Will it Last? An Assessment of the 2001 German Pension Reform

36 Pages Posted: 27 Aug 2001

See all articles by Holger Bonin

Holger Bonin

IZA Institute of Labor Economics; ZEW – Leibniz Centre for European Economic Research

Date Written: August 2001

Abstract

In May 2001, Germany adopted a fundamental pension reform cutting back public pensions and introducing personal pension accounts. The paper critically reviews the reform decisions and evaluates their long-term viability. It is shown that the adjustment of the Public Pension Scheme misses the proclaimed contribution rate and replacement ratio targets already under moderate economic conditions. However, the new private pension plans provide scope for further downsizing state pensions, necessary beyond 2025. As the enacted savings rate target is conservative, individual pensions keep retirement income sufficient even if returns to pension funds are low due to legal restrictions on savings vehicles.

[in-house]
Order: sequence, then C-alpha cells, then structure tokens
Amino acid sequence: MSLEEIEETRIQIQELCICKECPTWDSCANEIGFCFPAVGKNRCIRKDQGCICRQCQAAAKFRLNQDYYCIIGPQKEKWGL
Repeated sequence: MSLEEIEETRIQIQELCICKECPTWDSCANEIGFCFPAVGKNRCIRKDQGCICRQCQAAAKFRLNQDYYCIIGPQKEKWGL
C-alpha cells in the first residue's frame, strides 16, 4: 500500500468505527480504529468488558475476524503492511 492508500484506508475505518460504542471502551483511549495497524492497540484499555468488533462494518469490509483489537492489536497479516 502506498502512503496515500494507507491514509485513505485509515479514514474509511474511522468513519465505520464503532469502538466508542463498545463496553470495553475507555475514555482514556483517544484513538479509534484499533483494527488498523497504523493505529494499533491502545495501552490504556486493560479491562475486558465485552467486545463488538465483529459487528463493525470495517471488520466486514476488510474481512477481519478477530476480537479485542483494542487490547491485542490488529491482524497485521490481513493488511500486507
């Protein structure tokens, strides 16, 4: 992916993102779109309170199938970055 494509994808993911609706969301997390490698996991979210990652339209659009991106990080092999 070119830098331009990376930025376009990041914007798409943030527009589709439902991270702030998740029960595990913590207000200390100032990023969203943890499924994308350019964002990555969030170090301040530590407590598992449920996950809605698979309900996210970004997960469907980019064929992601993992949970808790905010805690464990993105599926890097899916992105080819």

Keywords: Pension Reform, Pension Funding, Fiscal Projections, Germany

JEL Classification: F22, E66

Suggested Citation

Bonin, Holger, Will it Last? An Assessment of the 2001 German Pension Reform (August 2001). Available at SSRN: https://ssrn.com/abstract=281405 or http://dx.doi.org/10.2139/ssrn.281405

Holger Bonin (Contact Author)

IZA Institute of Labor Economics ( email )

P.O. Box 7240
Bonn, D-53072
Germany
+49 228 3894 303 (Phone)
+49 228 3894 510 (Fax)

ZEW – Leibniz Centre for European Economic Research

P.O. Box 10 34 43
L 7,1
D-68034 Mannheim, 68034
Germany

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